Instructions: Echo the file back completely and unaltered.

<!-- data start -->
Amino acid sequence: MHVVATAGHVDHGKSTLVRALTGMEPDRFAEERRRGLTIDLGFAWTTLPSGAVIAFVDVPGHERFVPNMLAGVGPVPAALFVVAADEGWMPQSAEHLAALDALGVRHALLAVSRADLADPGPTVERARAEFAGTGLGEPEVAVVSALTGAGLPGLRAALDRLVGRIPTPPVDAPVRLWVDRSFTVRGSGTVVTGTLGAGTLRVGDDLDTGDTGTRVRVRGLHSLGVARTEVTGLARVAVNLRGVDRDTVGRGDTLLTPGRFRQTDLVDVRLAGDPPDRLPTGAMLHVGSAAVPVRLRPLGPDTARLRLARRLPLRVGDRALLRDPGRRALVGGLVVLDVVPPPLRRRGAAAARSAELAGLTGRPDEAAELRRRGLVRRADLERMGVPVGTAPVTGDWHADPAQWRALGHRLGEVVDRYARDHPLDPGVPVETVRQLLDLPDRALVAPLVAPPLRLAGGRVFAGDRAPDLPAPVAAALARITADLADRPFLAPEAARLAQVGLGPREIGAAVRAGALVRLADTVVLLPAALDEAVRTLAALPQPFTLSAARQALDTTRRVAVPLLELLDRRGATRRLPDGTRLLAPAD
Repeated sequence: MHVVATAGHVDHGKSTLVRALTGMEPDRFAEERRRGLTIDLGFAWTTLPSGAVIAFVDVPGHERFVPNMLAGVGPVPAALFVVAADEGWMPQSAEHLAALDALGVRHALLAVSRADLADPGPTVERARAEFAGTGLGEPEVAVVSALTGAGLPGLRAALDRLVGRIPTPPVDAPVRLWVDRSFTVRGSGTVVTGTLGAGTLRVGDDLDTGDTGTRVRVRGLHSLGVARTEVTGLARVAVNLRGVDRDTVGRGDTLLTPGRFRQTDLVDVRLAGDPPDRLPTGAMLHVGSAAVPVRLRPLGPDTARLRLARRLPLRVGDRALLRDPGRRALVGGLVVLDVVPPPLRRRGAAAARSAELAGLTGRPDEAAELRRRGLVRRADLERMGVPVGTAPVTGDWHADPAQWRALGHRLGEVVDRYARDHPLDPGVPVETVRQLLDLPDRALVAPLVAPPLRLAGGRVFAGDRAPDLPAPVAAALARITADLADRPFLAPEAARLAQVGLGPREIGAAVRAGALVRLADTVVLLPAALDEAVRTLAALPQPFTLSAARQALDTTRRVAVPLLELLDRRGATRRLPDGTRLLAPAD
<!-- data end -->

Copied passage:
Amino acid sequence: MHVVATAGHVDHGKSTLVRALTGMEPDRFAEERRRGLTIDLGFAWTTLPSGAVIAFVDVPGHERFVPNMLAGVGPVPAALFVVAADEGWMPQSAEHLAALDALGVRHALLAVSRADLADPGPTVERARAEFAGTGLGEPEVAVVSALTGAGLPGLRAALDRLVGRIPTPPVDAPVRLWVDRSFTVRGSGTVVTGTLGAGTLRVGDDLDTGDTGTRVRVRGLHSLGVARTEVTGLARVAVNLRGVDRDTVGRGDTLLTPGRFRQTDLVDVRLAGDPPDRLPTGAMLHVGSAAVPVRLRPLGPDTARLRLARRLPLRVGDRALLRDPGRRALVGGLVVLDVVPPPLRRRGAAAARSAELAGLTGRPDEAAELRRRGLVRRADLERMGVPVGTAPVTGDWHADPAQWRALGHRLGEVVDRYARDHPLDPGVPVETVRQLLDLPDRALVAPLVAPPLRLAGGRVFAGDRAPDLPAPVAAALARITADLADRPFLAPEAARLAQVGLGPREIGAAVRAGALVRLADTVVLLPAALDEAVRTLAALPQPFTLSAARQALDTTRRVAVPLLELLDRRGATRRLPDGTRLLAPAD
Repeated sequence: MHVVATAGHVDHGKSTLVRALTGMEPDRFAEERRRGLTIDLGFAWTTLPSGAVIAFVDVPGHERFVPNMLAGVGPVPAALFVVAADEGWMPQSAEHLAALDALGVRHALLAVSRADLADPGPTVERARAEFAGTGLGEPEVAVVSALTGAGLPGLRAALDRLVGRIPTPPVDAPVRLWVDRSFTVRGSGTVVTGTLGAGTLRVGDDLDTGDTGTRVRVRGLHSLGVARTEVTGLARVAVNLRGVDRDTVGRGDTLLTPGRFRQTDLVDVRLAGDPPDRLPTGAMLHVGSAAVPVRLRPLGPDTARLRLARRLPLRVGDRALLRDPGRRALVGGLVVLDVVPPPLRRRGAAAARSAELAGLTGRPDEAAELRRRGLVRRADLERMGVPVGTAPVTGDWHADPAQWRALGHRLGEVVDRYARDHPLDPGVPVETVRQLLDLPDRALVAPLVAPPLRLAGGRVFAGDRAPDLPAPVAAALARITADLADRPFLAPEAARLAQVGLGPREIGAAVRAGALVRLADTVVLLPAALDEAVRTLAALPQPFTLSAARQALDTTRRVAVPLLELLDRRGATRRLPDGTRLLAPAD